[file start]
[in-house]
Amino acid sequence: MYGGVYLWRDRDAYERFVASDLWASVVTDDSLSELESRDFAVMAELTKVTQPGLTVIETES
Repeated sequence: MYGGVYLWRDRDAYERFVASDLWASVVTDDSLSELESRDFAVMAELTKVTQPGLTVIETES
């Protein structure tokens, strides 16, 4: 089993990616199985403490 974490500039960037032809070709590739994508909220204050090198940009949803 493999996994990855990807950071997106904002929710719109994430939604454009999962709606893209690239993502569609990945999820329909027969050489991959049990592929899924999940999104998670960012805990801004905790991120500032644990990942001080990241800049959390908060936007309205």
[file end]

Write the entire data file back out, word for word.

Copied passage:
[in-house]
Amino acid sequence: MYGGVYLWRDRDAYERFVASDLWASVVTDDSLSELESRDFAVMAELTKVTQPGLTVIETES
Repeated sequence: MYGGVYLWRDRDAYERFVASDLWASVVTDDSLSELESRDFAVMAELTKVTQPGLTVIETES
């Protein structure tokens, strides 16, 4: 089993990616199985403490 974490500039960037032809070709590739994508909220204050090198940009949803 493999996994990855990807950071997106904002929710719109994430939604454009999962709606893209690239993502569609990945999820329909027969050489991959049990592929899924999940999104998670960012805990801004905790991120500032644990990942001080990241800049959390908060936007309205």